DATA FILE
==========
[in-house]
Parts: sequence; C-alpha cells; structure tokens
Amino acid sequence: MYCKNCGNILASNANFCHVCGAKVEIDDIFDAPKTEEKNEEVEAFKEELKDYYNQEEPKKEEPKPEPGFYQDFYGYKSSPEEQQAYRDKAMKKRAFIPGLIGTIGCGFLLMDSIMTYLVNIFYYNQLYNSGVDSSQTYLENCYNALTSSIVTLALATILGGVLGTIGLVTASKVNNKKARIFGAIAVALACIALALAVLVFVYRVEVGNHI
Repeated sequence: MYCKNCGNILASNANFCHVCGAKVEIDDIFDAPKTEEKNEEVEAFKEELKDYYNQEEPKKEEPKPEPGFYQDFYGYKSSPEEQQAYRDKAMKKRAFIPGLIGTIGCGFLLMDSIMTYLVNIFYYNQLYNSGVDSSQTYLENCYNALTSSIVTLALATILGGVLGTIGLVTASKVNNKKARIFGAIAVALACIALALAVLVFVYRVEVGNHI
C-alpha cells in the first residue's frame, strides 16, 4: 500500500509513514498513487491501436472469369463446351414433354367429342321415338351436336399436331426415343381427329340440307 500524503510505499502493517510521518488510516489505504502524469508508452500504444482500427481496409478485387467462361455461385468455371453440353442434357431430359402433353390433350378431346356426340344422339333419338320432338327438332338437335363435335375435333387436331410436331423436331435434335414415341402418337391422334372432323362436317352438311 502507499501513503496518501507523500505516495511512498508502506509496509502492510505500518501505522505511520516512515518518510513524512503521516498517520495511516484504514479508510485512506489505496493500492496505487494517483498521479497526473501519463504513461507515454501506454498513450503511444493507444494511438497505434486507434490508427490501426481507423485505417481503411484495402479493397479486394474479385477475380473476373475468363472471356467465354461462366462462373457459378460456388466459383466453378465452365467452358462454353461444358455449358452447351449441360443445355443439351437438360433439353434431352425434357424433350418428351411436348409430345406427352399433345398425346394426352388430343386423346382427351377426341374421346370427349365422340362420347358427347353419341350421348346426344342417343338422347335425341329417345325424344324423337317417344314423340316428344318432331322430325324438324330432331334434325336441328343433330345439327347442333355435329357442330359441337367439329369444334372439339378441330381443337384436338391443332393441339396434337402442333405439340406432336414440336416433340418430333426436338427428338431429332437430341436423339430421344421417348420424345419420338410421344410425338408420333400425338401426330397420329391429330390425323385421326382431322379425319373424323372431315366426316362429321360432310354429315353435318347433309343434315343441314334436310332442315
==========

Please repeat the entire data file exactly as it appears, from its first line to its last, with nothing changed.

[in-house]
Parts: sequence; C-alpha cells; structure tokens
Amino acid sequence: MYCKNCGNILASNANFCHVCGAKVEIDDIFDAPKTEEKNEEVEAFKEELKDYYNQEEPKKEEPKPEPGFYQDFYGYKSSPEEQQAYRDKAMKKRAFIPGLIGTIGCGFLLMDSIMTYLVNIFYYNQLYNSGVDSSQTYLENCYNALTSSIVTLALATILGGVLGTIGLVTASKVNNKKARIFGAIAVALACIALALAVLVFVYRVEVGNHI
Repeated sequence: MYCKNCGNILASNANFCHVCGAKVEIDDIFDAPKTEEKNEEVEAFKEELKDYYNQEEPKKEEPKPEPGFYQDFYGYKSSPEEQQAYRDKAMKKRAFIPGLIGTIGCGFLLMDSIMTYLVNIFYYNQLYNSGVDSSQTYLENCYNALTSSIVTLALATILGGVLGTIGLVTASKVNNKKARIFGAIAVALACIALALAVLVFVYRVEVGNHI
C-alpha cells in the first residue's frame, strides 16, 4: 500500500509513514498513487491501436472469369463446351414433354367429342321415338351436336399436331426415343381427329340440307 500524503510505499502493517510521518488510516489505504502524469508508452500504444482500427481496409478485387467462361455461385468455371453440353442434357431430359402433353390433350378431346356426340344422339333419338320432338327438332338437335363435335375435333387436331410436331423436331435434335414415341402418337391422334372432323362436317352438311 502507499501513503496518501507523500505516495511512498508502506509496509502492510505500518501505522505511520516512515518518510513524512503521516498517520495511516484504514479508510485512506489505496493500492496505487494517483498521479497526473501519463504513461507515454501506454498513450503511444493507444494511438497505434486507434490508427490501426481507423485505417481503411484495402479493397479486394474479385477475380473476373475468363472471356467465354461462366462462373457459378460456388466459383466453378465452365467452358462454353461444358455449358452447351449441360443445355443439351437438360433439353434431352425434357424433350418428351411436348409430345406427352399433345398425346394426352388430343386423346382427351377426341374421346370427349365422340362420347358427347353419341350421348346426344342417343338422347335425341329417345325424344324423337317417344314423340316428344318432331322430325324438324330432331334434325336441328343433330345439327347442333355435329357442330359441337367439329369444334372439339378441330381443337384436338391443332393441339396434337402442333405439340406432336414440336416433340418430333426436338427428338431429332437430341436423339430421344421417348420424345419420338410421344410425338408420333400425338401426330397420329391429330390425323385421326382431322379425319373424323372431315366426316362429321360432310354429315353435318347433309343434315343441314334436310332442315